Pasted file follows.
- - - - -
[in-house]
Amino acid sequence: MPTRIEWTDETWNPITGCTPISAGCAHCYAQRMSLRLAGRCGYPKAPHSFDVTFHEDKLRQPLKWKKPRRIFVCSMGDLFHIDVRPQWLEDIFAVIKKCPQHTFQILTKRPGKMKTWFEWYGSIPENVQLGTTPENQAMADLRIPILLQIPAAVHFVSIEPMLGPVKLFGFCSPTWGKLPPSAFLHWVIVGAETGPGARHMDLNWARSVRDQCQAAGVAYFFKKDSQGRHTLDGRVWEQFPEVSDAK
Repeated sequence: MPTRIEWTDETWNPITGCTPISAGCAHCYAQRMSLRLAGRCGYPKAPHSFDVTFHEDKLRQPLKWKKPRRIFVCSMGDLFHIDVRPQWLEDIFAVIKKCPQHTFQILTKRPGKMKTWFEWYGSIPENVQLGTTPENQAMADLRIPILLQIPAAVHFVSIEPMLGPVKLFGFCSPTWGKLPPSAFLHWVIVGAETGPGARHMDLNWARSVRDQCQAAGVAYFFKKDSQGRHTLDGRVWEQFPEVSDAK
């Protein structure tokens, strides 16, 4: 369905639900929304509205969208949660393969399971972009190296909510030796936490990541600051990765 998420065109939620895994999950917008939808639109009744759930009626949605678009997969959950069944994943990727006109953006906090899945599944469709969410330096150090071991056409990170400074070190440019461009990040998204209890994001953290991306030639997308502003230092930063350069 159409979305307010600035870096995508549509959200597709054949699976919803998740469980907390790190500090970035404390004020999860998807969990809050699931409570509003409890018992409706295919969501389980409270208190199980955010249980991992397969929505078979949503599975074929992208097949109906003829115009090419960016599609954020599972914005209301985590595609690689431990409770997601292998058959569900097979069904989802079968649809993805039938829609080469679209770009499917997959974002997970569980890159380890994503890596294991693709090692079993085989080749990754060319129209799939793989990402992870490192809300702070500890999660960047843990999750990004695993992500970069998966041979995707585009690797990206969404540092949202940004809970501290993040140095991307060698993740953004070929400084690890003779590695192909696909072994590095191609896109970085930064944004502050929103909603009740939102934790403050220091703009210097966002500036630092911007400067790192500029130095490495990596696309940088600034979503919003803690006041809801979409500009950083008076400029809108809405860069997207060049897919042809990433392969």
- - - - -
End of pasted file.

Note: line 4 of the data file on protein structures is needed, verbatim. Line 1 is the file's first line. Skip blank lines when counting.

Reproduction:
């Protein structure tokens, strides 16, 4: 369905639900929304509205969208949660393969399971972009190296909510030796936490990541600051990765 998420065109939620895994999950917008939808639109009744759930009626949605678009997969959950069944994943990727006109953006906090899945599944469709969410330096150090071991056409990170400074070190440019461009990040998204209890994001953290991306030639997308502003230092930063350069 159409979305307010600035870096995508549509959200597709054949699976919803998740469980907390790190500090970035404390004020999860998807969990809050699931409570509003409890018992409706295919969501389980409270208190199980955010249980991992397969929505078979949503599975074929992208097949109906003829115009090419960016599609954020599972914005209301985590595609690689431990409770997601292998058959569900097979069904989802079968649809993805039938829609080469679209770009499917997959974002997970569980890159380890994503890596294991693709090692079993085989080749990754060319129209799939793989990402992870490192809300702070500890999660960047843990999750990004695993992500970069998966041979995707585009690797990206969404540092949202940004809970501290993040140095991307060698993740953004070929400084690890003779590695192909696909072994590095191609896109970085930064944004502050929103909603009740939102934790403050220091703009210097966002500036630092911007400067790192500029130095490495990596696309940088600034979503919003803690006041809801979409500009950083008076400029809108809405860069997207060049897919042809990433392969």